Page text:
¶ 2 Leave a comment on paragraph 2 0 the mouth of which were thrown secret communications, leading to the arrest of inspected persons, or rivals, whose fate might be surmised but never known- Inside the doorway we see the opening in the woodwork and the lock, from whence they drew these communications. The chambre, small comparatively, is rich yet severe- around the room is a single circle of black walnut seats bracketed to the wall, a plain board with the wall for a back, while behind rises a tall black walnut carved wainscotting resembling high Cupboards, above which and on the walls over head were fine large oil paintings. And in one corner a plain black walnut canopy over a small staging a single step from the floor.
¶ 3 Leave a comment on paragraph 3 0 This Palace, unlike the Palaces heretofore visited, is devoid of furniture except the Books and statuary- The immense rooms are simply picture galleries. Their walls are every where covered, sides and overhead, with the largest frescoes I have ever seen and the best, too- One of them is said to be the largest oil painting in existence, 75 feet long- “Paradise” by Tintoretto. This room, one of the library rooms, is 154 ft long 75 ft wide and 45 ft high- covered with immense paintings.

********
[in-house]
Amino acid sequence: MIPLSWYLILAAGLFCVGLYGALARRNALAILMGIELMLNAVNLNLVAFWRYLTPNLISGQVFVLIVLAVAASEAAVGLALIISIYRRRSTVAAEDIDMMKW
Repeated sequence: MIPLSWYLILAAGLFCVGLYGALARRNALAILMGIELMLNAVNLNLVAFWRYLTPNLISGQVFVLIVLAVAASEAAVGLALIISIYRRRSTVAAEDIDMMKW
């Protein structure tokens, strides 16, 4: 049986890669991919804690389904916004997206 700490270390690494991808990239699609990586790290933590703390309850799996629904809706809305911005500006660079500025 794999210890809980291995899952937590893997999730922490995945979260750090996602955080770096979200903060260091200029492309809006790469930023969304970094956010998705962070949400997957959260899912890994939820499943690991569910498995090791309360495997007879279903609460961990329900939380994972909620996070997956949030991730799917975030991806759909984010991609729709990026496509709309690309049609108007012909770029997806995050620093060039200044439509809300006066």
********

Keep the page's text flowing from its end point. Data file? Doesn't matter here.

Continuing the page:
¶ 4 Leave a comment on paragraph 4 0 The Book cases are low and the balance of the high walls are covered with oilpaint frescoes. The same style age and tint throughout the Palace- The Library contains 1200 thousand volumes, 20 000 mss. some old and valuable.